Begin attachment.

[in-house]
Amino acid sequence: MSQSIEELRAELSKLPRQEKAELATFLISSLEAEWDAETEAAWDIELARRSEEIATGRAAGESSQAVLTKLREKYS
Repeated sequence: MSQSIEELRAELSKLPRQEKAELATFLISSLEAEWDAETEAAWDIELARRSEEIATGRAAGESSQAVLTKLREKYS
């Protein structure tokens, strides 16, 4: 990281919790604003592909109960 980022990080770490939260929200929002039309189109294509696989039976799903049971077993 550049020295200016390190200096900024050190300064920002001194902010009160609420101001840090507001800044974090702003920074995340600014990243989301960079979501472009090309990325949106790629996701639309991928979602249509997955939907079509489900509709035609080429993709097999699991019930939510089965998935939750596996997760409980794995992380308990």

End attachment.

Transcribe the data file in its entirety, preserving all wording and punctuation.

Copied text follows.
[in-house]
Amino acid sequence: MSQSIEELRAELSKLPRQEKAELATFLISSLEAEWDAETEAAWDIELARRSEEIATGRAAGESSQAVLTKLREKYS
Repeated sequence: MSQSIEELRAELSKLPRQEKAELATFLISSLEAEWDAETEAAWDIELARRSEEIATGRAAGESSQAVLTKLREKYS
């Protein structure tokens, strides 16, 4: 990281919790604003592909109960 980022990080770490939260929200929002039309189109294509696989039976799903049971077993 550049020295200016390190200096900024050190300064920002001194902010009160609420101001840090507001800044974090702003920074995340600014990243989301960079979501472009090309990325949106790629996701639309991928979602249509997955939907079509489900509709035609080429993709097999699991019930939510089965998935939750596996997760409980794995992380308990």